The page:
It's Not Too Late To Implement The '4-Gift Rule' This Christmas

by Rachel Garlinghouse
A person carrying gifts, implementing the 4-gift rule while walking through a hallway
Klaus Vedfelt/Getty Images

I’m in several social media parent groups, and multiple times a day, a parent (or two, or twelve) posts the same question: What can they get their child for Christmas? They report that either their kids have everything imaginable, or their budget doesn’t allow for big purchases this year. The other issue, brought on by the pandemic, is that hot toys are sold out — everywhere. No matter the reason for the parental quandary, we’re all asking what in the world can we can put under the tree for our kiddo this year.

Thankfully, it’s not too late to make Christmas merry and bright. The four-gift rule is here to rescue parents this holiday season. If you haven’t heard about the four-gift rule, let me fill you in. Grab yourself a cup of cheer and listen up.

The four-gift rule became popular a few years ago. The premise is that each of your kids receives four gifts from you at Christmas. Gift one is something your child wants. You might be thinking, don’t they want everything? My kids, and maybe yours too, have circled almost every item in the Target toy catalog. The first item we should get — if we can find it and our budget allows — is that one thing they have been talking about for months.

Now, there’s a lot parents can’t get their hands on right now due to budget constraints, shipping delays, or product shortages. Prompt your child to tell you several things they want this year. If they’re old enough, explain why you need them to prioritize and give you options. If you will definitely not be getting them a certain item, say the absolutely impossible-to-find Gabby’s Dollhouse, give your child a heads up prior to Christmas morning. Better to break their heart now than on December 25th.

The second item you will be finding is something your child needs. This is every parent’s dream come true, by the way. If your kiddo is only wearing mismatched socks due to losing so many, you’re going to be buying your child new socks in their favorite cozy style. Maybe your child needs a new beanie, a lanyard for their mask, or a budget-friendly pair of headphones. Whatever the item is, keep in mind what their preferences are.

Next up is something your child wears—and we’re not talking about learning to knit a hideous, itchy sweater (ahem, Great Aunt Judy). Maybe your child could use a new pair of pajamas, or a hoodie for school. The nice thing about the “wear” item is that we know our child will use it. You can get as creative as you want. Maybe it’s a new pair of basketball shoes, or it could be as simple as tech-friendly gloves.

Finally, the last item in the four-gift rule is something to read. Think outside the box on this one. Options include a magazine subscription, a comic book, or a “coffee table” book of art or luxury cars. “Something to read” isn’t limited to a chapter or picture book—though those are both really great, too. Many bookstores have a bargain section where you can find interesting books for reduced prices, or hit up a used book store.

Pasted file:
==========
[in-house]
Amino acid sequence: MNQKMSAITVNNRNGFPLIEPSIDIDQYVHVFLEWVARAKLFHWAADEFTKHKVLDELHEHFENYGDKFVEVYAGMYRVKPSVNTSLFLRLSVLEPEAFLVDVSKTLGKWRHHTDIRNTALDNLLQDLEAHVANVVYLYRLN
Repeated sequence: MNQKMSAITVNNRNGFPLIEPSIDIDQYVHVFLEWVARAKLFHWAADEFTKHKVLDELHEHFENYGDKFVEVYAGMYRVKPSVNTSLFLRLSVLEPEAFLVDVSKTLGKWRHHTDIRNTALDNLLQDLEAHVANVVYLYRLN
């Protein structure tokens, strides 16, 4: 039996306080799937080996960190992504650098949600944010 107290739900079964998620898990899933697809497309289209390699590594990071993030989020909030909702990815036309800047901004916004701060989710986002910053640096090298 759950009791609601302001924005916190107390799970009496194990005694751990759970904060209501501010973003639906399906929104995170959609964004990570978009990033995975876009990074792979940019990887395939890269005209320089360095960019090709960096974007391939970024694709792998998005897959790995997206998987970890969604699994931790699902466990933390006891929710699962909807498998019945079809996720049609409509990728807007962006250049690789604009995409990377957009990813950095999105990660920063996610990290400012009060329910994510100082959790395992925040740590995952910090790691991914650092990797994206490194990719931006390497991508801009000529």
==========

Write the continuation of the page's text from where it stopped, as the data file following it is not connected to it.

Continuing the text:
The beauty of the four-gift rule is that not only is it budget-friendly, meaning it helps limit how much you fork over, but it also promotes equity among the kids. How many times have we worried about Christmas morning being unfair? When the gifts are limited to just four — and in the same categories — there’s not as much to worry or complain about.

If you can keep the four gifts for each child around the same budget, even better. However, this isn’t always necessary. Older kids tend to want more expensive items. You can balance that with younger kids who have little to no concept of how much something costs — and you can drop less dough on their gifts.

Maybe you can afford to buy your kids a stack of gifts, but you just don’t want to. My kids get tons of gifts from their grandparents, cousins, and their aunts and uncles already. We certainly don’t feel like our kids are missing out when we stick to the four-gift rule. In the case of the holidays, sometimes less really is more. A few carefully selected gifts can be more meaningful than a mountain of “meh” gifts — no matter how much was spent on them.

If buying for your partner is too overwhelming, guess what? Yes, the four-gift rule can save the day. If your partner is working from home, house slippers and some flavored coffee, plus a book and something they need, might just be the way to go. (I don’t know about you, but we can’t ever have too much coffee.) As adults, we can get pretty pumped about a new phone charger.

Don’t forget about those holiday stockings, either. That’s where families can really blow their holiday budgets. We tell ourselves we’re just buying “a few more” stocking stuffers, but that can add up — fast. You can apply the four-gift rule to stockings. A graphic tee (something to wear) can be rolled up and placed in the stocking. You can replace the something to read with something to eat — that is, a favorite snack or king-size candy bar.

The worst part of the post-holiday blues is the long, winter days and the credit card bill that arrives in January. By applying the four-gift rule to our family holiday gift buying, we can drastically cut down on the excess spending (and stuff). With Christmas just a mere two weeks away, the four-gift rule will save you time—leaving you with some precious minutes to binge Netflix while you wrap.